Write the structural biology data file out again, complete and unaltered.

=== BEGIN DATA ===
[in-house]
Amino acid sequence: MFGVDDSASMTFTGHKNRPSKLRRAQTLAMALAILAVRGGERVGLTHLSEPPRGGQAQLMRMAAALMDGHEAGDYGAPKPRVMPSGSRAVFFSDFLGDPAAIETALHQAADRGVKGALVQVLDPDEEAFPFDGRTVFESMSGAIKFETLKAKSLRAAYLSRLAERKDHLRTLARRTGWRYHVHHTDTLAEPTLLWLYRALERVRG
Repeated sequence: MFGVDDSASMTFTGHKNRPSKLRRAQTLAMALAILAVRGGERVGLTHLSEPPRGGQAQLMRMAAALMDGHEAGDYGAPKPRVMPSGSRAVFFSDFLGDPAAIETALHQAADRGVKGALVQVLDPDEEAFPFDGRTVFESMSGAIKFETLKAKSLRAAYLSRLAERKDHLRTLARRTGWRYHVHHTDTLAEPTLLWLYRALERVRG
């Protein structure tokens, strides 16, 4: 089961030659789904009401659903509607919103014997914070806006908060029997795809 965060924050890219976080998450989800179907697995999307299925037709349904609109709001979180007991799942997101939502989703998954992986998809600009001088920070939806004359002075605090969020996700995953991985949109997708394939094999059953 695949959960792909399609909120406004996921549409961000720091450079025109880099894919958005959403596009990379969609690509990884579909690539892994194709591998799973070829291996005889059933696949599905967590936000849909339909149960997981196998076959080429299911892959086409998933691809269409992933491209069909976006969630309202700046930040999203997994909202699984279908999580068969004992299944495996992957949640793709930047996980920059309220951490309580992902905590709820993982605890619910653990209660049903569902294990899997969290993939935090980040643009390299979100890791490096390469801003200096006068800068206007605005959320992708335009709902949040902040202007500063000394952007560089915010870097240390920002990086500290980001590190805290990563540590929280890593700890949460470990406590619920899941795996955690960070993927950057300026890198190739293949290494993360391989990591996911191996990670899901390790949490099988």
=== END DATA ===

[in-house]
Amino acid sequence: MFGVDDSASMTFTGHKNRPSKLRRAQTLAMALAILAVRGGERVGLTHLSEPPRGGQAQLMRMAAALMDGHEAGDYGAPKPRVMPSGSRAVFFSDFLGDPAAIETALHQAADRGVKGALVQVLDPDEEAFPFDGRTVFESMSGAIKFETLKAKSLRAAYLSRLAERKDHLRTLARRTGWRYHVHHTDTLAEPTLLWLYRALERVRG
Repeated sequence: MFGVDDSASMTFTGHKNRPSKLRRAQTLAMALAILAVRGGERVGLTHLSEPPRGGQAQLMRMAAALMDGHEAGDYGAPKPRVMPSGSRAVFFSDFLGDPAAIETALHQAADRGVKGALVQVLDPDEEAFPFDGRTVFESMSGAIKFETLKAKSLRAAYLSRLAERKDHLRTLARRTGWRYHVHHTDTLAEPTLLWLYRALERVRG
């Protein structure tokens, strides 16, 4: 089961030659789904009401659903509607919103014997914070806006908060029997795809 965060924050890219976080998450989800179907697995999307299925037709349904609109709001979180007991799942997101939502989703998954992986998809600009001088920070939806004359002075605090969020996700995953991985949109997708394939094999059953 695949959960792909399609909120406004996921549409961000720091450079025109880099894919958005959403596009990379969609690509990884579909690539892994194709591998799973070829291996005889059933696949599905967590936000849909339909149960997981196998076959080429299911892959086409998933691809269409992933491209069909976006969630309202700046930040999203997994909202699984279908999580068969004992299944495996992957949640793709930047996980920059309220951490309580992902905590709820993982605890619910653990209660049903569902294990899997969290993939935090980040643009390299979100890791490096390469801003200096006068800068206007605005959320992708335009709902949040902040202007500063000394952007560089915010870097240390920002990086500290980001590190805290990563540590929280890593700890949460470990406590619920899941795996955690960070993927950057300026890198190739293949290494993360391989990591996911191996990670899901390790949490099988």